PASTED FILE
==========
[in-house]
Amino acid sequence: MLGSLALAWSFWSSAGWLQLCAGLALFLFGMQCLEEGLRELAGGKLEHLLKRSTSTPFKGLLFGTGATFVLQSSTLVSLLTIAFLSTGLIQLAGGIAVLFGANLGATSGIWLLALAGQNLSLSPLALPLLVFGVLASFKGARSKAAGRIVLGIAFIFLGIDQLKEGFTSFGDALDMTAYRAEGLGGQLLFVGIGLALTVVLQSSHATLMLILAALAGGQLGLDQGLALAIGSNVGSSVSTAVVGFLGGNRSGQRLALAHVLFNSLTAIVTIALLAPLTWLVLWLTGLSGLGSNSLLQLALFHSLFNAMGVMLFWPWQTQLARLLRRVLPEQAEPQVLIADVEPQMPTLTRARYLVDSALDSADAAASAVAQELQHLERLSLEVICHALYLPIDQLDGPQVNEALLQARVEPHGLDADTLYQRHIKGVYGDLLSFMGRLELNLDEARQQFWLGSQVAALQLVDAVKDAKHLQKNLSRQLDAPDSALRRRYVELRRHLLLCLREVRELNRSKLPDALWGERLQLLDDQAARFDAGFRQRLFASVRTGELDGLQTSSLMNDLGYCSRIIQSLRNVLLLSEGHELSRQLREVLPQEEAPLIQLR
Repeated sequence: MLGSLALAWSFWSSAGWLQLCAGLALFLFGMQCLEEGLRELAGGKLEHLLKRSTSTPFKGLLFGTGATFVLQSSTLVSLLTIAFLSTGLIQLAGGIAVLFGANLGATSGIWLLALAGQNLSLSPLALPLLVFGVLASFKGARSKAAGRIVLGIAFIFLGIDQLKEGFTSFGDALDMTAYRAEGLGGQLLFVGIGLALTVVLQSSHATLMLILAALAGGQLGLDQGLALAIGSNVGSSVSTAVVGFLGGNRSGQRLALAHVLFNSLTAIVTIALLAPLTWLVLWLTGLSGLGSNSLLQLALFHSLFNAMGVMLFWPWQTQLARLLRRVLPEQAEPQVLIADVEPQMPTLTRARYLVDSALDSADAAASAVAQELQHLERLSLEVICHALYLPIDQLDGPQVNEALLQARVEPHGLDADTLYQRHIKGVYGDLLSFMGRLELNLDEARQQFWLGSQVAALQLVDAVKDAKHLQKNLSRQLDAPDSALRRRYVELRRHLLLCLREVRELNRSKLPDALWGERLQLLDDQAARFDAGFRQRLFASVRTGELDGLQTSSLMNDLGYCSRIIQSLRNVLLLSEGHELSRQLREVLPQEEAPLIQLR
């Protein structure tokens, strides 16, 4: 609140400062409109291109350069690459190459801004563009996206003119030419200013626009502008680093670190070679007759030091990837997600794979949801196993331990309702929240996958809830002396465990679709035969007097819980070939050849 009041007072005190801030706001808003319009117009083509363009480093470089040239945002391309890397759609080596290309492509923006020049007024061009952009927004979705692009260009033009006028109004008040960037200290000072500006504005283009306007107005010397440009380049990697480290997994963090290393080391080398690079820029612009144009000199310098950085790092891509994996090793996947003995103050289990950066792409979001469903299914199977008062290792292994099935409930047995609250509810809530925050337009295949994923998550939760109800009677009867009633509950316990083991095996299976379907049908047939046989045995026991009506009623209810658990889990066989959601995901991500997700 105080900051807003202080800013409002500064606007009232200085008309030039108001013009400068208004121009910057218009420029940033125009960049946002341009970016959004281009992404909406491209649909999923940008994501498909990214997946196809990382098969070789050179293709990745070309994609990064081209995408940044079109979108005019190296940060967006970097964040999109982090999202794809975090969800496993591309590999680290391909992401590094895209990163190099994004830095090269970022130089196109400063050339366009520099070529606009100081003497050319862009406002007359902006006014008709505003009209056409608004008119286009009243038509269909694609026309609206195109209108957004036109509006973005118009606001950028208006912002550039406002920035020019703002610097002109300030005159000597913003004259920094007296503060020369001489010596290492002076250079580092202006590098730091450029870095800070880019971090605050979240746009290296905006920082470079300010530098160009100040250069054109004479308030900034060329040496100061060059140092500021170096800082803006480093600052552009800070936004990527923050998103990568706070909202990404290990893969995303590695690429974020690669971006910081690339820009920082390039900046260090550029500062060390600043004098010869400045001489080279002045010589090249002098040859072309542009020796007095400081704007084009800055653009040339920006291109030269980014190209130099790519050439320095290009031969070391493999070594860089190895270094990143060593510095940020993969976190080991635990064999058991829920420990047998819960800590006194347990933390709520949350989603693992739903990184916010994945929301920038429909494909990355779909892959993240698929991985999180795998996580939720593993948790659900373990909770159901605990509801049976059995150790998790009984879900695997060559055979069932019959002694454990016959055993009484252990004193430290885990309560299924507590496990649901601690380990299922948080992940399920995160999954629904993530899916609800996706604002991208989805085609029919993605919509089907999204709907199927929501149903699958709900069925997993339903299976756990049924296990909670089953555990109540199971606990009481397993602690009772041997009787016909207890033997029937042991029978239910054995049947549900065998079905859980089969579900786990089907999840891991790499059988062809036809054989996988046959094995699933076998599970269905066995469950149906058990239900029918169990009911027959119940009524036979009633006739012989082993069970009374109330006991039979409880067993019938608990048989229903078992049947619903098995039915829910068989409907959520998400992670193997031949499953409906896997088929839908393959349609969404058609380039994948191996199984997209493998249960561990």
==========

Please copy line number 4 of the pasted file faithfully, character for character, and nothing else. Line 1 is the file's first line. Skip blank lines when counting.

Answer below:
């Protein structure tokens, strides 16, 4: 609140400062409109291109350069690459190459801004563009996206003119030419200013626009502008680093670190070679007759030091990837997600794979949801196993331990309702929240996958809830002396465990679709035969007097819980070939050849 009041007072005190801030706001808003319009117009083509363009480093470089040239945002391309890397759609080596290309492509923006020049007024061009952009927004979705692009260009033009006028109004008040960037200290000072500006504005283009306007107005010397440009380049990697480290997994963090290393080391080398690079820029612009144009000199310098950085790092891509994996090793996947003995103050289990950066792409979001469903299914199977008062290792292994099935409930047995609250509810809530925050337009295949994923998550939760109800009677009867009633509950316990083991095996299976379907049908047939046989045995026991009506009623209810658990889990066989959601995901991500997700 105080900051807003202080800013409002500064606007009232200085008309030039108001013009400068208004121009910057218009420029940033125009960049946002341009970016959004281009992404909406491209649909999923940008994501498909990214997946196809990382098969070789050179293709990745070309994609990064081209995408940044079109979108005019190296940060967006970097964040999109982090999202794809975090969800496993591309590999680290391909992401590094895209990163190099994004830095090269970022130089196109400063050339366009520099070529606009100081003497050319862009406002007359902006006014008709505003009209056409608004008119286009009243038509269909694609026309609206195109209108957004036109509006973005118009606001950028208006912002550039406002920035020019703002610097002109300030005159000597913003004259920094007296503060020369001489010596290492002076250079580092202006590098730091450029870095800070880019971090605050979240746009290296905006920082470079300010530098160009100040250069054109004479308030900034060329040496100061060059140092500021170096800082803006480093600052552009800070936004990527923050998103990568706070909202990404290990893969995303590695690429974020690669971006910081690339820009920082390039900046260090550029500062060390600043004098010869400045001489080279002045010589090249002098040859072309542009020796007095400081704007084009800055653009040339920006291109030269980014190209130099790519050439320095290009031969070391493999070594860089190895270094990143060593510095940020993969976190080991635990064999058991829920420990047998819960800590006194347990933390709520949350989603693992739903990184916010994945929301920038429909494909990355779909892959993240698929991985999180795998996580939720593993948790659900373990909770159901605990509801049976059995150790998790009984879900695997060559055979069932019959002694454990016959055993009484252990004193430290885990309560299924507590496990649901601690380990299922948080992940399920995160999954629904993530899916609800996706604002991208989805085609029919993605919509089907999204709907199927929501149903699958709900069925997993339903299976756990049924296990909670089953555990109540199971606990009481397993602690009772041997009787016909207890033997029937042991029978239910054995049947549900065998079905859980089969579900786990089907999840891991790499059988062809036809054989996988046959094995699933076998599970269905066995469950149906058990239900029918169990009911027959119940009524036979009633006739012989082993069970009374109330006991039979409880067993019938608990048989229903078992049947619903098995039915829910068989409907959520998400992670193997031949499953409906896997088929839908393959349609969404058609380039994948191996199984997209493998249960561990």